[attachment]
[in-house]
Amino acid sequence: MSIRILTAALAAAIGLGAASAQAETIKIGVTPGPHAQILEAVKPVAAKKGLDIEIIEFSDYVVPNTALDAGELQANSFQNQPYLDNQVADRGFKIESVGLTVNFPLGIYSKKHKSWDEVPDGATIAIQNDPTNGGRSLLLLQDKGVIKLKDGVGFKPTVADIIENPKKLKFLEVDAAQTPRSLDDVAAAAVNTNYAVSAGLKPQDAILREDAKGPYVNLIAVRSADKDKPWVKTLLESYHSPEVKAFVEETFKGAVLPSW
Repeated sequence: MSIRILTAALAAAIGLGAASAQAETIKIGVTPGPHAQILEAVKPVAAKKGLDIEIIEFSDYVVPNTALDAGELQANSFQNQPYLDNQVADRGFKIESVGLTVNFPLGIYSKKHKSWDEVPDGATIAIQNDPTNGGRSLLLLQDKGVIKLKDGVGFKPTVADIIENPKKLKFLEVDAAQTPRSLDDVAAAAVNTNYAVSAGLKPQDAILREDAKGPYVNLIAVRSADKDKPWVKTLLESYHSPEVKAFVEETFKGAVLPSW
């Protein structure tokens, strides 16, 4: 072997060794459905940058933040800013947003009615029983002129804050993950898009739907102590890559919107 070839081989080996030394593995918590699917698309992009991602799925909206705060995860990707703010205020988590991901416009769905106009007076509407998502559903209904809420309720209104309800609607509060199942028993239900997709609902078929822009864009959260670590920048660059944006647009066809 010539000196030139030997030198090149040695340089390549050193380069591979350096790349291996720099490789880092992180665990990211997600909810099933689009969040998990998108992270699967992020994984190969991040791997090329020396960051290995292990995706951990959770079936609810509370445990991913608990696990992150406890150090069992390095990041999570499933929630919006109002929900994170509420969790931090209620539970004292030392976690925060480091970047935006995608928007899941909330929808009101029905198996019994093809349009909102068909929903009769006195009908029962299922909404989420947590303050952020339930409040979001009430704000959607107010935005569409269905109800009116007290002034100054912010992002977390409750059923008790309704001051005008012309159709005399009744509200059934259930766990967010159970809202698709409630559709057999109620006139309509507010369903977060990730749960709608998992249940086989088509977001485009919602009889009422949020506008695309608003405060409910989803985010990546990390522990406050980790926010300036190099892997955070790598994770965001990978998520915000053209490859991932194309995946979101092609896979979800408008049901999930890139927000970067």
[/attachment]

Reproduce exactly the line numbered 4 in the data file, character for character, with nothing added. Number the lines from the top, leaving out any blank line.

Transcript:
């Protein structure tokens, strides 16, 4: 072997060794459905940058933040800013947003009615029983002129804050993950898009739907102590890559919107 070839081989080996030394593995918590699917698309992009991602799925909206705060995860990707703010205020988590991901416009769905106009007076509407998502559903209904809420309720209104309800609607509060199942028993239900997709609902078929822009864009959260670590920048660059944006647009066809 010539000196030139030997030198090149040695340089390549050193380069591979350096790349291996720099490789880092992180665990990211997600909810099933689009969040998990998108992270699967992020994984190969991040791997090329020396960051290995292990995706951990959770079936609810509370445990991913608990696990992150406890150090069992390095990041999570499933929630919006109002929900994170509420969790931090209620539970004292030392976690925060480091970047935006995608928007899941909330929808009101029905198996019994093809349009909102068909929903009769006195009908029962299922909404989420947590303050952020339930409040979001009430704000959607107010935005569409269905109800009116007290002034100054912010992002977390409750059923008790309704001051005008012309159709005399009744509200059934259930766990967010159970809202698709409630559709057999109620006139309509507010369903977060990730749960709608998992249940086989088509977001485009919602009889009422949020506008695309608003405060409910989803985010990546990390522990406050980790926010300036190099892997955070790598994770965001990978998520915000053209490859991932194309995946979101092609896979979800408008049901999930890139927000970067």